Breastfeeding is widely believed to carry significant health advantages for infants and the American Academy of Pediatrics (AAP) would like to see all mothers breastfeed their children for at least 12 months, with no supplemental food for the first six.
Breastfeeding, however, is a big job. Even if a newborn takes to breastfeeding without any problems (some mothers struggle mightily with less-than-cooperative infants), mothers must feed their children around the clock (they now recommend every two hours, 24-hours a day for newborns). If it takes a half hour to settle the baby down and fill it up, you’ve got an hour and a half before the next feeding time.
Mothers who have the privilege to stay home with their babies — for three, six, or even twelve months — then, are going to find it much easier to follow the AAP guidelines. For mothers who return to work, those who work in flexible positions that award some degree of autonomy and respect will also be more likely to continue breastfeeding. In other words, a lawyer with a private office and a work schedule under her own control can stop several times a day and express milk to bring home to her child; in contrast, a woman working the cash register at McDonald’s with a boss hovering over her doesn’t have the same autonomy or privacy and may be forced to give up breastfeeding.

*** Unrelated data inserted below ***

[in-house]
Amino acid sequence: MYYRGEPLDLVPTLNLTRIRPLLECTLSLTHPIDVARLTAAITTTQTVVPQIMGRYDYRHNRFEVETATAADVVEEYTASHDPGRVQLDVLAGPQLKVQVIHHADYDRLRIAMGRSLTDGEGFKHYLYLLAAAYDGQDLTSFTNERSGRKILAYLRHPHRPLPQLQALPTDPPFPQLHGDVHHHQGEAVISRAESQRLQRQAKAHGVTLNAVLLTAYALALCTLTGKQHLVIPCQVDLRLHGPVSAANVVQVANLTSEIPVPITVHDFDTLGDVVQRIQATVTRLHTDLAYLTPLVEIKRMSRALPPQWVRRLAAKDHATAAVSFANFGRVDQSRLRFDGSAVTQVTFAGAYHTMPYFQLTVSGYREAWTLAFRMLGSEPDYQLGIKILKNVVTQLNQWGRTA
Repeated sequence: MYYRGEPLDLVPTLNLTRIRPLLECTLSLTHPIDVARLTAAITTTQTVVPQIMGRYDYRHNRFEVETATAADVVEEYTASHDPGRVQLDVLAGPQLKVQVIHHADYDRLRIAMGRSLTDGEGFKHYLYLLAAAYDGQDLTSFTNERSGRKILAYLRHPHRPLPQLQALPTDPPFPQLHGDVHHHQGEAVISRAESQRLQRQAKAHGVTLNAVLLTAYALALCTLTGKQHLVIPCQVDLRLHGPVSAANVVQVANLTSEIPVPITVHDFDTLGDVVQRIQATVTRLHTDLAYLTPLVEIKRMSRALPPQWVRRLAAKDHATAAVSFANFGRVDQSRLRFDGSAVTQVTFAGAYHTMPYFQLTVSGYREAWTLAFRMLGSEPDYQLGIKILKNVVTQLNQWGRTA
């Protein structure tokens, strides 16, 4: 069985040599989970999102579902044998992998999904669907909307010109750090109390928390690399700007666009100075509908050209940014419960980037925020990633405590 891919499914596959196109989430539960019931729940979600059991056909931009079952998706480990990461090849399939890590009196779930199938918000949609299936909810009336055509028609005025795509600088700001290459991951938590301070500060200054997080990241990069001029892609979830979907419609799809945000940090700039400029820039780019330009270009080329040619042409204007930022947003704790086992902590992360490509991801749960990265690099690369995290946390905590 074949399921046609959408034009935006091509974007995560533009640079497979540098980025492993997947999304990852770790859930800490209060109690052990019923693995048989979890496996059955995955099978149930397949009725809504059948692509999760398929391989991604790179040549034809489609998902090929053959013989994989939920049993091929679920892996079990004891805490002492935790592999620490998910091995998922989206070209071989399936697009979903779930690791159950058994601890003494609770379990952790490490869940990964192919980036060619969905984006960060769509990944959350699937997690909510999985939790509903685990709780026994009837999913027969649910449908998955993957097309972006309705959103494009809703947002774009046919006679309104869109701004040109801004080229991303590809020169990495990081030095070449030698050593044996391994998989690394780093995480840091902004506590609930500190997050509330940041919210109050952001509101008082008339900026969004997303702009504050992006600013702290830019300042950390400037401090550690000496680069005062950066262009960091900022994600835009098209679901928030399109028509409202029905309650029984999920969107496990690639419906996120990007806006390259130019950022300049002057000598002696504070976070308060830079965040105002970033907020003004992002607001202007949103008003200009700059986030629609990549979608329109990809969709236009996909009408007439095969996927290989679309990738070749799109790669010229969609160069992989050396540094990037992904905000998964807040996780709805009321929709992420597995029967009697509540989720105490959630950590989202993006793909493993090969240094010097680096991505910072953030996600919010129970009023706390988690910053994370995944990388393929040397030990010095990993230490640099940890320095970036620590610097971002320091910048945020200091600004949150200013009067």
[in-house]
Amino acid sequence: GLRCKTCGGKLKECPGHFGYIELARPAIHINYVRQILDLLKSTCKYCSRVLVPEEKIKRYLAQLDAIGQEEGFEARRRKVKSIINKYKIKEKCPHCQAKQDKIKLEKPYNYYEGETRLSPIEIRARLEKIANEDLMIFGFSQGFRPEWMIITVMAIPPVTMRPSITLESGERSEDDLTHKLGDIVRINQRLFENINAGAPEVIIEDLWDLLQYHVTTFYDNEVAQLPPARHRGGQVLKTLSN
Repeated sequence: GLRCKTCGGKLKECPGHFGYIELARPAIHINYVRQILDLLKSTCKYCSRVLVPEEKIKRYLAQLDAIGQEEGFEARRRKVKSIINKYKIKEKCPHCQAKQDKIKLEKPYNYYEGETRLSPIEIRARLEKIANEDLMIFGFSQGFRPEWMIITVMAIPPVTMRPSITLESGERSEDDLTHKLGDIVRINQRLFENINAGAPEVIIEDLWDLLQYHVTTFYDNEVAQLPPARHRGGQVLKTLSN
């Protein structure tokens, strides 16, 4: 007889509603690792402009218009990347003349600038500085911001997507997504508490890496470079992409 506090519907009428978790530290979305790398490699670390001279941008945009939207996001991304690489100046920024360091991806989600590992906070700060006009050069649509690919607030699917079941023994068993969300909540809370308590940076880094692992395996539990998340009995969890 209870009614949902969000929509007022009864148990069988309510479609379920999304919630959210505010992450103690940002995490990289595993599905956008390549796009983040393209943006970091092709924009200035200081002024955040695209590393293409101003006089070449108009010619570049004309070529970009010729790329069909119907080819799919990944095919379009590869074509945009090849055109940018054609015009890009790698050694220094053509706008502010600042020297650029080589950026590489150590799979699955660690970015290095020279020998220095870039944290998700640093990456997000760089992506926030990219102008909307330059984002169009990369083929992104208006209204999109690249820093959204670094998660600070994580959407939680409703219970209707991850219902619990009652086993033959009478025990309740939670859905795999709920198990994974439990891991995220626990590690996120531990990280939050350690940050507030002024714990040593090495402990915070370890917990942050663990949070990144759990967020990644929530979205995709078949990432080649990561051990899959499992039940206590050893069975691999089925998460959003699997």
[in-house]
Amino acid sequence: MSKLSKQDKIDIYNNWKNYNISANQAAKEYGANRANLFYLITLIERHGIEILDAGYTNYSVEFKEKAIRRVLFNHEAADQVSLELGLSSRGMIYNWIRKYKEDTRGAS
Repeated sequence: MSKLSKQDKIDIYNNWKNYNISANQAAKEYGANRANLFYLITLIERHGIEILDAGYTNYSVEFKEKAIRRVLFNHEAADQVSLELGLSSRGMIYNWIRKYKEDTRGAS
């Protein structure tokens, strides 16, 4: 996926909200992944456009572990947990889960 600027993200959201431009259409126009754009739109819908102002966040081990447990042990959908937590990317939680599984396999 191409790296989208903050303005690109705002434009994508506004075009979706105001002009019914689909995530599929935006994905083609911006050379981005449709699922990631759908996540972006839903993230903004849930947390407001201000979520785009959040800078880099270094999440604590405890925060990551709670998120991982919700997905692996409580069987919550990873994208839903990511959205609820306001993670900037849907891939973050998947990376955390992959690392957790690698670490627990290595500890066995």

It shouldn’t be surprising, then, that breastfeeding rates are higher among more educated women and White and Asian women. Both of these variables tend to correlate with class privilege:
There are some interesting things, however, that don’t correlate with this class thesis. First Hispanic women are more likely to breastfeed than White women and people with less than a high school education are more likely to breastfeed, especially at six and 12 months, than people with a high school education.
I can think of some reasons why… I’ll let you discuss it in the comments.Lisa Wade is a professor of sociology at Occidental College. You can follow her on Twitter and Facebook.